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FACT SHEET: Comprehensive Paid Family and Medical Leave: A Critical Measure for LGBTQ Youth

Comprehensive paid family and medical leave is a foundational right that allows workers to care for themselves and their family members during some of life’s most trying times, such as when the worker or their family member is seriously ill. Strong paid family and medical leave programs are an especially critical measure for LGBTQ youths so that they can overcome barriers and achieve equal opportunities in the workplace, thriving and leading the way for others.

Paid Family and Medical Leave Can Keep Young LGBTQ Workers and Their Family Members Attached to the Workforce

  • A 2020 national survey found that “[n]early half (48%) of LGBTQ youth ages 13–24 were employed either full-time (32%) or part-time (16%)” and “[a]mong those aged 18–24, 70% were employed.” Throughout the U.S., it is estimated that nearly 2 million youths ages 13-17 are lesbian, gay, bisexual, or transgender based on a 2020 survey, representing 9.5% of the youth population.

  • It is clear that LGBTQ individuals are a core part of our workforce, lifting up our economy and their own family economic security. Also, how they begin their careers will have ripple effects throughout their lifetimes.

  • Unfortunately, LGBT people in the U.S. are more likely to experience poverty than their straight, cisgender counterparts. In 2021, 17% of LGBT people and 12% of straight, cisgender people experienced poverty.

  • Paid family and medical leave can support LGBTQ youths by keeping them attached to the workforce and providing critical benefits during periods of leave.

    • Many LGBTQ workers—especially LGBTQ people of color—are forced to quit their jobs altogether when they experience a need for leave from work. Access to paid family and medical leave can allow workers the right to take the leave they need without putting their jobs at risk.

    • By ensuring that low-income workers have access to benefits during periods of leave, paid family and medical leave programs help low-income families stay afloat while a family member has a need to take leave from work.

LGBTQ Youths Need Mental Health Supports

    • Many LGBTQ youth are willing to bypass stigma and discuss their struggles with their mental health—serving as powerful role models for others, including older generations who may suffer in silence. Unfortunately, seventy-three percent of and 58% of LGBTQ youth have experienced symptoms of anxiety or depression, respectively. And an unfathomable 45% and 14% of LGBTQ youth have considered or attempted suicide, respectively.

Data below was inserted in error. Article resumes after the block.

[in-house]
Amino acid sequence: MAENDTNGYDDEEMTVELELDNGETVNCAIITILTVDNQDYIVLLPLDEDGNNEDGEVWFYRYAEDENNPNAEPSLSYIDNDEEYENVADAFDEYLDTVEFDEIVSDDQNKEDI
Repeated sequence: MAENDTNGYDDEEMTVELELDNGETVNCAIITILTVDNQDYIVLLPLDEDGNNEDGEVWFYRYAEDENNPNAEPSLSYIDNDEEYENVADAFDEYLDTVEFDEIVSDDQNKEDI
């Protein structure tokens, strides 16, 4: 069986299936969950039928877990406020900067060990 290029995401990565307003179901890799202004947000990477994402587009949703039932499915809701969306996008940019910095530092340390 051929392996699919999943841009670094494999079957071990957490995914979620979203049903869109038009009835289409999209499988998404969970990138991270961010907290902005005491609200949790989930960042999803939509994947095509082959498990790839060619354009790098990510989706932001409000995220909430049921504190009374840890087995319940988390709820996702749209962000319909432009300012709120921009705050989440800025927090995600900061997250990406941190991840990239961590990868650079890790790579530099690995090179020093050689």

• Despite the clear need for access, 60% of LGBTQ youth who want mental health care have not been able to access it. Comprehensive aid family and medical leave laws can help LGBTQ youth access life-saving health care.

      • Studies have shown that children and family caregivers are more likely to have better health outcomes when the caregiver has access to paid family and medical leave.

Inclusive Family Definitions Support LGBTQ Youths

      • While many families in the U.S. do not fit the mythical nuclear family model, LGBTQ communities have long led the way by creating close bonds with chosen family.

      • Many LGBTQ youths build connections with chosen families, or networks of loved ones who are not legally or biologically related to one another. An astounding 39% of LGBT adults have been rejected by their biological families because of their sexual orientation or gender identity, and an unconscionable 40% of homeless youth are LGBTQ.

      • Paid family and medical leave programs that cover all of a worker’s closest loved ones, including those the worker is not legally or biologically related to, provide essential support for LGBTQ youths and their family members. When workers are able to care for and be cared for by all of their closest loved ones, families are stronger.

        • In 7 of the 14 state paid family and medical leave programs, workers can take leave to care for all of their loved ones—whether biologically related or not—with whom the worker has a close association, personal bond, and/or caregiving relationship, though their exact family definitions have some differences.

Paid Family and Medical Leave Can Support LGBTQ Survivors of Domestic Violence

      • Paid family and medical leave can serve as a crucial support for survivors of domestic violence and their families. When survivors of domestic violence and their family members have access to paid leave to navigate the aftermath of domestic violence (such as relocating or seeking medical attention), they can take the time off from work that they need without fear of losing their job or their paycheck.

        • Six of the 14 state paid family and medical leave programs cover “safe leave,” or leave to address certain needs when the worker or their family member experiences domestic or sexual violence.

      • LGBTQ youth are much more likely to experience domestic violence or dating violence than their straight or cisgender counterparts.

        • During the COVID-19 pandemic, LGBTQ youths were more likely to experience emotional or physical abuse by a parent or other adult in the home.

        • Lesbian, gay, and bisexual (LGB) youth are also more likely to experience dating violence.

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